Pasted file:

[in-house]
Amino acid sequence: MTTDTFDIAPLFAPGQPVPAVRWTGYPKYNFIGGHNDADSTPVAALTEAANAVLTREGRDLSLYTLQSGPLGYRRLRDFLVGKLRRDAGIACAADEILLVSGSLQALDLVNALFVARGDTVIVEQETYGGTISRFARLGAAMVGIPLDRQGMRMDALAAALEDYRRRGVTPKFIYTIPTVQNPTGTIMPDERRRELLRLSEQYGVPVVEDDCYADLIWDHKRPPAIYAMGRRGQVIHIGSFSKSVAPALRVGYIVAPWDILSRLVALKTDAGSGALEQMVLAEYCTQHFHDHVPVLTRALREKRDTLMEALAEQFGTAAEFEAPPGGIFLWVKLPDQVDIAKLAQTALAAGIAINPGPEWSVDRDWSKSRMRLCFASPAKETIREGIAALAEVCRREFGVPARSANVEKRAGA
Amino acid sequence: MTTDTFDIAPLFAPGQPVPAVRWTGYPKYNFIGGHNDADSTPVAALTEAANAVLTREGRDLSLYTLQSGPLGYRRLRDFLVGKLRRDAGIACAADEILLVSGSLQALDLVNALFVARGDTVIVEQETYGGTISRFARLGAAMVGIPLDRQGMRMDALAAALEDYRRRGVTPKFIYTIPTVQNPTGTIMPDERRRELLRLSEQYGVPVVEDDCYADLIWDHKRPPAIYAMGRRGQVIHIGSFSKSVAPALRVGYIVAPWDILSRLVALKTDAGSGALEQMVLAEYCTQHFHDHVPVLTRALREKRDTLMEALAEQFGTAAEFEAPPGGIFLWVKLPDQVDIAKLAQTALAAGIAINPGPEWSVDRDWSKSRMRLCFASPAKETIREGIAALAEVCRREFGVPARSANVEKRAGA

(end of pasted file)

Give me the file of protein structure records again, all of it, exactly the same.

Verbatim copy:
[in-house]
Amino acid sequence: MTTDTFDIAPLFAPGQPVPAVRWTGYPKYNFIGGHNDADSTPVAALTEAANAVLTREGRDLSLYTLQSGPLGYRRLRDFLVGKLRRDAGIACAADEILLVSGSLQALDLVNALFVARGDTVIVEQETYGGTISRFARLGAAMVGIPLDRQGMRMDALAAALEDYRRRGVTPKFIYTIPTVQNPTGTIMPDERRRELLRLSEQYGVPVVEDDCYADLIWDHKRPPAIYAMGRRGQVIHIGSFSKSVAPALRVGYIVAPWDILSRLVALKTDAGSGALEQMVLAEYCTQHFHDHVPVLTRALREKRDTLMEALAEQFGTAAEFEAPPGGIFLWVKLPDQVDIAKLAQTALAAGIAINPGPEWSVDRDWSKSRMRLCFASPAKETIREGIAALAEVCRREFGVPARSANVEKRAGA
Amino acid sequence: MTTDTFDIAPLFAPGQPVPAVRWTGYPKYNFIGGHNDADSTPVAALTEAANAVLTREGRDLSLYTLQSGPLGYRRLRDFLVGKLRRDAGIACAADEILLVSGSLQALDLVNALFVARGDTVIVEQETYGGTISRFARLGAAMVGIPLDRQGMRMDALAAALEDYRRRGVTPKFIYTIPTVQNPTGTIMPDERRRELLRLSEQYGVPVVEDDCYADLIWDHKRPPAIYAMGRRGQVIHIGSFSKSVAPALRVGYIVAPWDILSRLVALKTDAGSGALEQMVLAEYCTQHFHDHVPVLTRALREKRDTLMEALAEQFGTAAEFEAPPGGIFLWVKLPDQVDIAKLAQTALAAGIAINPGPEWSVDRDWSKSRMRLCFASPAKETIREGIAALAEVCRREFGVPARSANVEKRAGA